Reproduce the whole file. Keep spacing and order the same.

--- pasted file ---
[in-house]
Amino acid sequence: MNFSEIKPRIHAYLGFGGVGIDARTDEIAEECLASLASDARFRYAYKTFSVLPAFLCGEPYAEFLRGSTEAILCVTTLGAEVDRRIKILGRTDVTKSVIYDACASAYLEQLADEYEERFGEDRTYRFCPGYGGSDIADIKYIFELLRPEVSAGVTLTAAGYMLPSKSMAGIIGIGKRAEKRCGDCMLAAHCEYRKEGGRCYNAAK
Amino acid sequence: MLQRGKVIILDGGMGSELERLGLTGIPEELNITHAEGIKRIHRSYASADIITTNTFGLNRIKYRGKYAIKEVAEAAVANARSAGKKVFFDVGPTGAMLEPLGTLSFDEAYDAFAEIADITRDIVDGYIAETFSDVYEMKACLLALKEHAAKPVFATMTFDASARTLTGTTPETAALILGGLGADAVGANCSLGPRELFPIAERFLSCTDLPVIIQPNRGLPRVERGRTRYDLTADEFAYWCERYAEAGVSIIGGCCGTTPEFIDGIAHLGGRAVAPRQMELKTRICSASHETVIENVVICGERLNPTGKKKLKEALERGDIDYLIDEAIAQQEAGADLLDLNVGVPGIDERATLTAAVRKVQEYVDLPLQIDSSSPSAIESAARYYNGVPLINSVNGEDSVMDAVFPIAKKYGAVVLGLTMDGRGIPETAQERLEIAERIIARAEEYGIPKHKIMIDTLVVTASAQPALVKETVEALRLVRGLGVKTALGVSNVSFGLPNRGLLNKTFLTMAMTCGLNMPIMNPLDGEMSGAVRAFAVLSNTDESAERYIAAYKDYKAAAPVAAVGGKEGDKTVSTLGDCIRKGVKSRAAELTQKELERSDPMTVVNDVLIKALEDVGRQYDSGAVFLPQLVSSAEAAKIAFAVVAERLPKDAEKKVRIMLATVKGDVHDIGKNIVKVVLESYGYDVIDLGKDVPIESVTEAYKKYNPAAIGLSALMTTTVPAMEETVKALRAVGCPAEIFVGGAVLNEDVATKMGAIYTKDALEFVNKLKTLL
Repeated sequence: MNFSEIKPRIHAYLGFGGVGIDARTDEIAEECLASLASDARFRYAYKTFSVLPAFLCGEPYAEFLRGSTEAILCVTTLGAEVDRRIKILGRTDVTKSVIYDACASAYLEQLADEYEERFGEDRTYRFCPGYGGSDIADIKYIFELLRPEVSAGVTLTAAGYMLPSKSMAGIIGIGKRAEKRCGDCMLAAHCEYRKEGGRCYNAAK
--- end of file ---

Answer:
[in-house]
Amino acid sequence: MNFSEIKPRIHAYLGFGGVGIDARTDEIAEECLASLASDARFRYAYKTFSVLPAFLCGEPYAEFLRGSTEAILCVTTLGAEVDRRIKILGRTDVTKSVIYDACASAYLEQLADEYEERFGEDRTYRFCPGYGGSDIADIKYIFELLRPEVSAGVTLTAAGYMLPSKSMAGIIGIGKRAEKRCGDCMLAAHCEYRKEGGRCYNAAK
Amino acid sequence: MLQRGKVIILDGGMGSELERLGLTGIPEELNITHAEGIKRIHRSYASADIITTNTFGLNRIKYRGKYAIKEVAEAAVANARSAGKKVFFDVGPTGAMLEPLGTLSFDEAYDAFAEIADITRDIVDGYIAETFSDVYEMKACLLALKEHAAKPVFATMTFDASARTLTGTTPETAALILGGLGADAVGANCSLGPRELFPIAERFLSCTDLPVIIQPNRGLPRVERGRTRYDLTADEFAYWCERYAEAGVSIIGGCCGTTPEFIDGIAHLGGRAVAPRQMELKTRICSASHETVIENVVICGERLNPTGKKKLKEALERGDIDYLIDEAIAQQEAGADLLDLNVGVPGIDERATLTAAVRKVQEYVDLPLQIDSSSPSAIESAARYYNGVPLINSVNGEDSVMDAVFPIAKKYGAVVLGLTMDGRGIPETAQERLEIAERIIARAEEYGIPKHKIMIDTLVVTASAQPALVKETVEALRLVRGLGVKTALGVSNVSFGLPNRGLLNKTFLTMAMTCGLNMPIMNPLDGEMSGAVRAFAVLSNTDESAERYIAAYKDYKAAAPVAAVGGKEGDKTVSTLGDCIRKGVKSRAAELTQKELERSDPMTVVNDVLIKALEDVGRQYDSGAVFLPQLVSSAEAAKIAFAVVAERLPKDAEKKVRIMLATVKGDVHDIGKNIVKVVLESYGYDVIDLGKDVPIESVTEAYKKYNPAAIGLSALMTTTVPAMEETVKALRAVGCPAEIFVGGAVLNEDVATKMGAIYTKDALEFVNKLKTLL
Repeated sequence: MNFSEIKPRIHAYLGFGGVGIDARTDEIAEECLASLASDARFRYAYKTFSVLPAFLCGEPYAEFLRGSTEAILCVTTLGAEVDRRIKILGRTDVTKSVIYDACASAYLEQLADEYEERFGEDRTYRFCPGYGGSDIADIKYIFELLRPEVSAGVTLTAAGYMLPSKSMAGIIGIGKRAEKRCGDCMLAAHCEYRKEGGRCYNAAK